Feeds:
Posts
Comments

Posts Tagged ‘Rashida Jones’

Rashida Jones, Bill Murray

“ON THE ROCKS”  My rating: B (Apple +)

96 minutes | MPAA rating: R

Bill Murray and his gleefully smarmy insouciance have been part of our collective unconscious for so long — more than four decades now — that it’s easy to forget that he is one formidable actor.

And to prove that point one need look no further than Sofia Coppola’s “On the Rocks,” a father/daughter road trip that chugs along without a misstep, providing along the way many an opportunity for Murray to do his glorious thing.

The premise is simple enough. Approaching 40, with two young children to care for and a writing career that appears stalled, New Yorker Laura (Rashida Jones) is a envious of her husband Dean (Marlon Wayans), an entrepeurial type working on a big project that requires much travel, usually in the company of his team of young go-getters.

Laura’s doubts about herself and her marriage go from lukewarm bath to slow-simmer when her father, famous art dealer and inveterate womanizer Felix (Murray), puts a bug in her ear.  Could Dean be having a fling with one of his young helpers?

Felix, after all, is a past master of marital deception; he knows the signs of a cheating husband and doesn’t want his little girl blindsided in the same way as when he broke up with Laura’s mother decades earlier.

Or could it be that in maturity he’s desperate to connect with the child he once almost drove away? That he has an agenda beyond Dean’s presumed infidelity?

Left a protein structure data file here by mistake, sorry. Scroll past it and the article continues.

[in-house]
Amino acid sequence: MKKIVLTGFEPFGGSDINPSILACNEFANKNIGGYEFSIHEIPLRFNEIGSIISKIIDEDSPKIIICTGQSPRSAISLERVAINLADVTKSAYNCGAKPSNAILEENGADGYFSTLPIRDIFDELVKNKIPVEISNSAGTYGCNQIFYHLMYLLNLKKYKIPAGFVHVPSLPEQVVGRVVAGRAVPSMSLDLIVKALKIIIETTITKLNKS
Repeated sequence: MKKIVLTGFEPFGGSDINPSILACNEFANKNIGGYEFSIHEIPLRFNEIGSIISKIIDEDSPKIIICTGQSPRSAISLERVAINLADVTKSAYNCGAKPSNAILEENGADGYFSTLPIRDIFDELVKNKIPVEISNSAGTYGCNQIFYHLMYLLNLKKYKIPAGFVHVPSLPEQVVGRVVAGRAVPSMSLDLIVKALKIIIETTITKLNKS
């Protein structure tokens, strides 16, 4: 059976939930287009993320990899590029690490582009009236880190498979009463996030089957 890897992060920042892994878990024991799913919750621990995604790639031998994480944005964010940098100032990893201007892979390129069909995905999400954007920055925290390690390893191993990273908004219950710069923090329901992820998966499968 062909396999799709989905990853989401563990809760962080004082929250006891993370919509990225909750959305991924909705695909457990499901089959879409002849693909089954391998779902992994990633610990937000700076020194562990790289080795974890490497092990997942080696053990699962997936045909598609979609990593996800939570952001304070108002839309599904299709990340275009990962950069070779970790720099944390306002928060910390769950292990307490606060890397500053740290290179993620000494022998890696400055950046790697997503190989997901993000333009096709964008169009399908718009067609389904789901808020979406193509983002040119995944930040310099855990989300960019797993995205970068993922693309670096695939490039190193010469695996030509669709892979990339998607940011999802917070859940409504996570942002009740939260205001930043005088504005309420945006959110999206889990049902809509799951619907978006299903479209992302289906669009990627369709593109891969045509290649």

Basically what we’ve got here is a comic mystery in which father-and-daughter sleuths go searching for proof of Dean’s fooling around. It’s a quest that will have them crashing swank Manhattan  soirees and even a Mexican resort.

Mostly, though, it provides a series of opportunities for superbly written and performed verbal exchanges.

Jones is terrific as a woman whose faith in her marriage is tested but never shattered. Her attitude toward Felix — equal parts loving admiration and clear-eyed suspicion — is precisely limned. And she has a great third-act monologue in which she tells off her old man for his selfishness.

But of course Laura is the straight-man role. Murray’s the one who gets one standout moment after the other.  In one marvelous scene he talks his way into the good graces of a NYPD cop who has pulled him over for racing his red convertible through Soho: “Are you Tommy Callaghan’s kid?” he asks after reading the officer’s name tag. “I don’t know why I didn’t make you right away. You’re a dead ringer.”